White House cuts FY 2022 budget deficit forecast as revenues rise
By David Lawder
WASHINGTON, Aug 23 (Reuters) - The White House on Tuesday revised down its projected fiscal 2022 deficit to $1.032 trillion, a $383 billion reduction from its budget forecast in March, reflecting stronger-than-expected revenues offset by new spending and technical re-estimates of healthcare and other outlays.
The White House's mid-session budget review includes the impact of legislation passed since President Joe Biden's administration proposed its fiscal 2023 budget in March, including the Consolidated Appropriations Act and a supplemental spending bill to help Ukraine fight the Russian invasion.
The new forecasts, completed on June 9, do not include legislation passed since then, including a $52 billion semiconductor and research subsidy act and a $430 billion package of tax increases and healthcare and clean energy investments. The latter law is expected to reduce deficits further.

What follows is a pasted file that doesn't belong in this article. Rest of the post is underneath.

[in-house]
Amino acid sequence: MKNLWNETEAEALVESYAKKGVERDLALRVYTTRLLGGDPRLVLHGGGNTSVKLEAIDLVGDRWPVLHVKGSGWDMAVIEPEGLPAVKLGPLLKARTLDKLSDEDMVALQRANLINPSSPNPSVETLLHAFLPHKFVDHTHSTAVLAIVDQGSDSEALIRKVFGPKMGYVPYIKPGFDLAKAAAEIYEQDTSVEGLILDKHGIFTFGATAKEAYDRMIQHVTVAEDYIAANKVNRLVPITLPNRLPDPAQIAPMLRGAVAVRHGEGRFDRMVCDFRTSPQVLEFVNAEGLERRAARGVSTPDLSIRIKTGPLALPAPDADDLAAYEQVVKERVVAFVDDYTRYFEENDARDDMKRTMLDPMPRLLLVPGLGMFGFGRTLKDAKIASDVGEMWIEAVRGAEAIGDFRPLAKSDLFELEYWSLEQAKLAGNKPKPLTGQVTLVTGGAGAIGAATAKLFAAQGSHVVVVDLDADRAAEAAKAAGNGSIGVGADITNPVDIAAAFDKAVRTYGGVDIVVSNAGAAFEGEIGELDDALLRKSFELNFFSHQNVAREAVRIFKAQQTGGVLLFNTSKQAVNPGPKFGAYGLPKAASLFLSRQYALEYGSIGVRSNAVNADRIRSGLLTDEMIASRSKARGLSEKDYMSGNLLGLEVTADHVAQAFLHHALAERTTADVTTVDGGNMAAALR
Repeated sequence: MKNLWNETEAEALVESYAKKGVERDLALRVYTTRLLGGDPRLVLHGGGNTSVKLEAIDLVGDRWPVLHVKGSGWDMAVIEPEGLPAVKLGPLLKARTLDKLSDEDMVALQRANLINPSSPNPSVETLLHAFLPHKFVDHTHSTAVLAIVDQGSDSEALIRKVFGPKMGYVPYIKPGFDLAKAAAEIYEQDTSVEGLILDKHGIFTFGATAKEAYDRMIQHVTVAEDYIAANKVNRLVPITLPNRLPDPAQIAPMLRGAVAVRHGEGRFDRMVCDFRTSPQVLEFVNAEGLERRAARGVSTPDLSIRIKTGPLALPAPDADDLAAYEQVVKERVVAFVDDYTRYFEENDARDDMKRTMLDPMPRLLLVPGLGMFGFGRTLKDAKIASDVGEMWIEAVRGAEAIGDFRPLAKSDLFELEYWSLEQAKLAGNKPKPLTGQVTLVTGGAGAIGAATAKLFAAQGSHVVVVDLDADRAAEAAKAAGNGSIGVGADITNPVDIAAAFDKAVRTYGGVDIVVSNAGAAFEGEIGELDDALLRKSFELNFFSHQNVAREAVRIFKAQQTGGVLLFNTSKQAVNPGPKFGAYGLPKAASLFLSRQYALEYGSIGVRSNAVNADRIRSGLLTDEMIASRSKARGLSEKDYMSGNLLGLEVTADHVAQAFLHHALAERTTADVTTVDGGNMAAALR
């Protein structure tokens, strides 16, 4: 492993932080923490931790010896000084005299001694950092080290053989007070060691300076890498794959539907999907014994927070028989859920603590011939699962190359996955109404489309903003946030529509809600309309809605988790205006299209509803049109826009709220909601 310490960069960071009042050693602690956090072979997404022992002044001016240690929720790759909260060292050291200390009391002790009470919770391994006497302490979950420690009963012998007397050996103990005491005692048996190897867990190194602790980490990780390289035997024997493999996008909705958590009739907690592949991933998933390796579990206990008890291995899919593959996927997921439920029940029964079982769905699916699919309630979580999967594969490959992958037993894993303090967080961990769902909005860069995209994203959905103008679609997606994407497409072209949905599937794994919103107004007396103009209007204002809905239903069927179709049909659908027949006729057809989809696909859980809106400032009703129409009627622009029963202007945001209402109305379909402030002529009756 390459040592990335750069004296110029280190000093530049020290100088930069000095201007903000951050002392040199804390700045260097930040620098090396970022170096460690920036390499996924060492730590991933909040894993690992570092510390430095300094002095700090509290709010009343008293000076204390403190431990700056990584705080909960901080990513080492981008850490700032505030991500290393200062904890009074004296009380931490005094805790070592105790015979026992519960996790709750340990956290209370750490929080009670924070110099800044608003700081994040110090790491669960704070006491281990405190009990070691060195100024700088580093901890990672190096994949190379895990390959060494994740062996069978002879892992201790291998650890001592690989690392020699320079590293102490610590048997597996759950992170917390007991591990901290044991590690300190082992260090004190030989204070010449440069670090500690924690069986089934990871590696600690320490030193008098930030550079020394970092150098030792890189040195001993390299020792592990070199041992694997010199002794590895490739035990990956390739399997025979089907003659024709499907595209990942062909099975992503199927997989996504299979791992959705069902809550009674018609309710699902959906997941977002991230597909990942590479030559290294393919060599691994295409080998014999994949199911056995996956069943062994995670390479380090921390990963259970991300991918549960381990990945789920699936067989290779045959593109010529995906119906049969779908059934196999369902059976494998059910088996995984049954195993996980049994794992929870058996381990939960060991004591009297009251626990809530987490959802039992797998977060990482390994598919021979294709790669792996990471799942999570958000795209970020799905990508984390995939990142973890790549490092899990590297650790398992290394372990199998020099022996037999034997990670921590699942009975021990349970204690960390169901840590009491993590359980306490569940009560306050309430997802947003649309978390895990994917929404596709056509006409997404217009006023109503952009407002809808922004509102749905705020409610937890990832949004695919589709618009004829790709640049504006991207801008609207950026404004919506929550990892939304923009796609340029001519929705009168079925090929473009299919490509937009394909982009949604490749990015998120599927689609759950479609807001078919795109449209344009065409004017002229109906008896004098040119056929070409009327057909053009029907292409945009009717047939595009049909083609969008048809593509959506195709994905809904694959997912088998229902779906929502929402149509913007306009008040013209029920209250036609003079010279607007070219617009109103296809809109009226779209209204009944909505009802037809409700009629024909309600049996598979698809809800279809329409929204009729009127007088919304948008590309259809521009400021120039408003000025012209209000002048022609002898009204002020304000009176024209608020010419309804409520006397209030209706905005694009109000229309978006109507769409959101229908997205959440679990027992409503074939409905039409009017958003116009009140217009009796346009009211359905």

The biggest part of the reduced deficit projection for fiscal 2022 comes from a $504 billion increase in revenues above levels forecast in March, mainly due to higher individual income tax receipts spurred by stronger job and wage growth, but also from increased corporate and excise taxes.
Outlays increased $121 billion from the March forecast, largely due to spending legislation passed earlier this year, and estimated increases in net interest costs and higher spending on Medicaid healthcare for the poor, as well as student loans and financial assistance.
The White House also adjusted down its economic projections, with 2022 U.S. real GDP growth cut sharply to 1.4% from 3.8% in March, based on fourth-quarter comparisons. It cited the resurgence of the COVID-19 Omicron variant, the war in Ukraine, persistent inflation and higher interest rates for the slowdown.
It revised its inflation projection for 2022 to 6.6%, now in line with private forecasters, from 2.9% in the March forecast. The forecast revises the 2022 average unemployment rate slightly lower, to 3.7% from 3.9% in March, with much of the next decade at 3.8%.
The fiscal year ends Sept 30, 2022.
Reporting by David Lawder; Editing by Paul Simao and Mark Porter